Archive for November, 2010

NCBI ROFL: Behold the power of cheese-o-vision!

By ncbi rofl | November 30, 2010 7:00 pm

125556562_8f007d39fbContribution of native pasture to the sensory properties of Ragusano cheese.

“Ragusano is a Protected Denomination of Origin cheese produced in the Hyblean area of Sicily. Sixteen samples of Ragusano cheese from two different treatments [pasture and total mixed ration (TMR)] were evaluated after 4 and 7 mo of aging. The color of the cheeses produced from milk of cows consuming fresh native pasture plants was much more yellow than cheeses from TMR fed cows (i.e., higher Hunter b value). Read More

CATEGORIZED UNDER: eat me, NCBI ROFL

To Make Gold Nanoparticles, Add a Dash of Cinnamon

By Jennifer Welsh | November 30, 2010 2:32 pm

mmmmm....tastes-like-nanoparticles“Is it just me, or do these gold nanoparticles taste like apple pie?”

Ok, you probably won’t hear that one around the lab (taste-testing the nano-gold is a strict no-no), but researchers have discovered a way to replace the toxic chemicals typically used to make gold nanoparticles with cinnamon.

Researcher Raghuraman Kannan explains in the press release:

“The procedure we have developed is non-toxic,” Kannan said. “No chemicals are used in the generation of gold nanoparticles, except gold salts. It is a true ‘green’ process.”

The cinnamon takes the place of the toxic agents that remove the gold particles from gold salts, explains Popular Science:

There are several ways to produce gold particles, but most involve dissolving chloroauric acid, also called gold salts, in liquid and adding chemicals to precipitate gold atoms. Common mixtures include sodium citrates, sodium borohydride (also used to bleach wood pulp) and ammonium compounds.

Read More

Guilt-Free Procrastination: This Online Game Could Cure Genetic Diseases

By Jennifer Welsh | November 30, 2010 11:02 am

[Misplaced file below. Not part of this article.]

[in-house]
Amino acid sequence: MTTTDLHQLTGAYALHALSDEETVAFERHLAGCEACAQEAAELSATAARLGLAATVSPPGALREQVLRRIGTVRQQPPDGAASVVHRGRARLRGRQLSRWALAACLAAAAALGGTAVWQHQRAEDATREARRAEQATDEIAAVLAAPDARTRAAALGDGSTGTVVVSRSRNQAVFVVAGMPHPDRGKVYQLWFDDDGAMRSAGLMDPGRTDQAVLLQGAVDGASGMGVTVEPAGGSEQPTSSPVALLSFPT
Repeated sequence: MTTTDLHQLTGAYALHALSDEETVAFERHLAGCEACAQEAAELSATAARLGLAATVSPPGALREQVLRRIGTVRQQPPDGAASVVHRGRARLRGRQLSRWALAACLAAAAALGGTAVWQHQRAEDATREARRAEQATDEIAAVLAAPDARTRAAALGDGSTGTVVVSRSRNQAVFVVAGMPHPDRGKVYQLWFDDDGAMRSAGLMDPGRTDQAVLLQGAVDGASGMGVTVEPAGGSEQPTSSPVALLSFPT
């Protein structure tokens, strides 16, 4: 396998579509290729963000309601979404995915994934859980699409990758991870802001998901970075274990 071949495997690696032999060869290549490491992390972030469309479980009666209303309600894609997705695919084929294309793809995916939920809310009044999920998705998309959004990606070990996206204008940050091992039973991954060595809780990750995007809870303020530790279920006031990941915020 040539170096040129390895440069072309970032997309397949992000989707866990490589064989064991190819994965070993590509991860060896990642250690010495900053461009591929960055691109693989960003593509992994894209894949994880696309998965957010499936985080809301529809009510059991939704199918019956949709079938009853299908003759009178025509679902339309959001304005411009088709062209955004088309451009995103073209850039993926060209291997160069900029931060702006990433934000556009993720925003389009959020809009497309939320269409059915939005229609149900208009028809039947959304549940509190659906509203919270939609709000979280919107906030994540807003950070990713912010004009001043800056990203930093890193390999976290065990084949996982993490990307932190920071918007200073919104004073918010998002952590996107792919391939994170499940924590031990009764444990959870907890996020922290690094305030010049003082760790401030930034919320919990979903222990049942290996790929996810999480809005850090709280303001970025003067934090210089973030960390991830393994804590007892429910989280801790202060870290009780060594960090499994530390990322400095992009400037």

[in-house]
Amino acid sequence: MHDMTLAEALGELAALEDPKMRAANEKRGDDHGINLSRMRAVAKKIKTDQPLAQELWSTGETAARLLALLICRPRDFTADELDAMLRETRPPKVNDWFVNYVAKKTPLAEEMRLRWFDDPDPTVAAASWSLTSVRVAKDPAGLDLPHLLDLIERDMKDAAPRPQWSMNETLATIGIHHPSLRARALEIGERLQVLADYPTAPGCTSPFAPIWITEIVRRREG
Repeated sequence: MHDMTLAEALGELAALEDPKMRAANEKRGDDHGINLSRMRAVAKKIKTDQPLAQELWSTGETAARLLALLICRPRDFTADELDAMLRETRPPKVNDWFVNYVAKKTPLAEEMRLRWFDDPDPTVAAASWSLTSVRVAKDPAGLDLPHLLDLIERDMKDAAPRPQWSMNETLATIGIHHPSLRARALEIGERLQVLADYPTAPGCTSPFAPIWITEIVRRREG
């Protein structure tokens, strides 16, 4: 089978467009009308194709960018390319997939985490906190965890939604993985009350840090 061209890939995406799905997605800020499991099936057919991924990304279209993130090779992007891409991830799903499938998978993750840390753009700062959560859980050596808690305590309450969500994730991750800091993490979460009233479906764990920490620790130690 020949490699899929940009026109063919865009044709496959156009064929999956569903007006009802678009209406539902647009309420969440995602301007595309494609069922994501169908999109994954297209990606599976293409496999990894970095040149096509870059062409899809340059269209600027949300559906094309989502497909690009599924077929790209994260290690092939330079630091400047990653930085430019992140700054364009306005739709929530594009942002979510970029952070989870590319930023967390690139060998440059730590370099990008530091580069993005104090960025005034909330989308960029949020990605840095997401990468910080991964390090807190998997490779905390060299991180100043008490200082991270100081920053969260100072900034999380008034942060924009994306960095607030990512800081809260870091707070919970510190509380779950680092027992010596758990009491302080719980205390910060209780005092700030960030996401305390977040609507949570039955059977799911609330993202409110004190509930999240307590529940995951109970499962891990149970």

phyloHave a brain for puzzles? What about ones that help advance science?

A new online game called Phylo is harnessing the power of idle brains on the Internet–asking any and all to help align genomic sequences. Human brain power is used instead of computer power because, as the researchers explain in the press release, humans are still better at some things than computers are:

“There are some calculations that the human brain does more efficiently than any computer can, such as recognizing a face,” explained lead researcher Dr. Jérôme Waldispuhl of the School of Computer Science. “Recognizing and sorting the patterns in the human genetic code falls in that category. Our new online game enables players to have fun while contributing to genetic research–players can even choose which genetic disease they want to help decode.”

Read More

NCBI ROFL: Sex differences in relative foot length and perceived attractiveness of female feet.

By ncbi rofl | November 29, 2010 7:00 pm

shoeSex differences in relative foot length and perceived attractiveness of female feet: relationships among anthropometry, physique, and preference ratings.

“Foot size proportionate to stature is smaller in women than in men, and small feet apparently contribute to perceived physical attractiveness of females. This exploratory study investigated the sex difference in relative foot length and interrelations among foot length, physique, and foot preference ratings in samples from Austria and Canada, each comprised of 75 men and 75 women. Read More

Indian Dentist: Elephant Tusk Surgery Was an "Elephantine Task"

By Jennifer Welsh | November 29, 2010 10:52 am

asian-elephantIn late November, Indian dentists set to work filling the largest cavity they have ever seen. Their patient, Devidasan the elephant, had a 20-inch-long crack in his tusk that had caused him pain for over five years, kept him from participating in festivals, and posed an infection risk.

Dentist CV Pradeep performed the unprecedented operation, which took two and a half hours to complete. The dentistry team used 47 times the amount of resin they would have used to fill a human tooth, and they modified their tools for use on the elephant’s tusk, Pradeep explained to BBC News:

“It was literally an elephantine task, because we had to find specialist equipment and modify it,” Dr Pradeep said. “The main difference between this and a similar operation carried out on humans is that we were not able to use X-ray screening, because none of our mobile X-ray units was large enough to suit the elephant’s needs.”

Devidasan was kept awake during the procedure, but the dentists report that he was fully cooperative. The dentists used the same procedure they would have for a cracked human tooth–just on a much larger scale. Pradeep told BBC News that Devidasan looked much happier after they were done with the filling. He is now fully healed and is back to participating in Hindu festivals.

This was the first elephant tusk-filling of its kind, so the dentists aren’t sure how long it will hold. They estimate it will stick for at least a few years, depending on how quickly the tusk grows.